He described the upcoming performance as “eclectic” and spoke it in such a positive tone. He seemed completely happy that the play was going to reflect a “hodgepodge of references.” The play itself is about three different stories combining with each other, reflecting themes of companionship, love, and crossing barriers.
Directing has become the main focus for Will, as of now, but he wants to continue to gain expertise, and make Shakespeare accessible to all. One of the subjects we talked about was how Shakespeare can be daunting for some to try and read or understand, because it has been given a sort of elite status in literature, but Will hopes to share the universality of Shakespeare with as many people as possible. Will described Shakespeare’s literature as complex, that it “stretches the boundaries as much as possible,” and it’s important for us to experience the tightrope that he walked, because he risked a lot to create it. He believes that “what matters is that people relate to the stories [of Shakespeare]” and he hopes to assist people in doing just that.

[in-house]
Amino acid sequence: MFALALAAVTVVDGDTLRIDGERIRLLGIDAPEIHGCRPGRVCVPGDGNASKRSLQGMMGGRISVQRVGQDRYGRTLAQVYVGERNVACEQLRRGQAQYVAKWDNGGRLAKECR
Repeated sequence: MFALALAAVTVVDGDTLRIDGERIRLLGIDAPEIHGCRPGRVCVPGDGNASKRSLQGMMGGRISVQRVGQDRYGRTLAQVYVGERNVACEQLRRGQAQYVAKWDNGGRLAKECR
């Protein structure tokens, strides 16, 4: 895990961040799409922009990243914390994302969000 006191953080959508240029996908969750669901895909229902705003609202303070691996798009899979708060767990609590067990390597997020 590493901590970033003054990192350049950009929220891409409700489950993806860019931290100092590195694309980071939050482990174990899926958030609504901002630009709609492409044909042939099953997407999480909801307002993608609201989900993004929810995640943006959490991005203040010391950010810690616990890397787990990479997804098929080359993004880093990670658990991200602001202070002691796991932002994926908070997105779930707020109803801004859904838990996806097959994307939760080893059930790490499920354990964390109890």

Since HCI is collaborating with the TFT department, I asked Will what living well meant to him, to which he replied short and sweet, “doing what you want.” He claimed that early on in his career at UCLA he cared too much about what professors and peers said and thought, focusing on, “matching other people’s expectations instead of [his] own.” He encourages people to do what makes them happy and be less career focussed, because “life is just too damn short to be listening to what other people tell you,” and I couldn’t have said it better myself. He also suggested that people never make any decisions based on fear, and wittily tacked on the Nancy Reagan quote, “Just say no,” to round out his advice on living well. Some words of advice he shared pertaining to difficult choices were, “I’ve learned that what scares me the most was the most worth my time.” A philosophy many of us can probably apply to our own lives when it comes to taking risks, because the ten seconds of courage are well worth the payoff.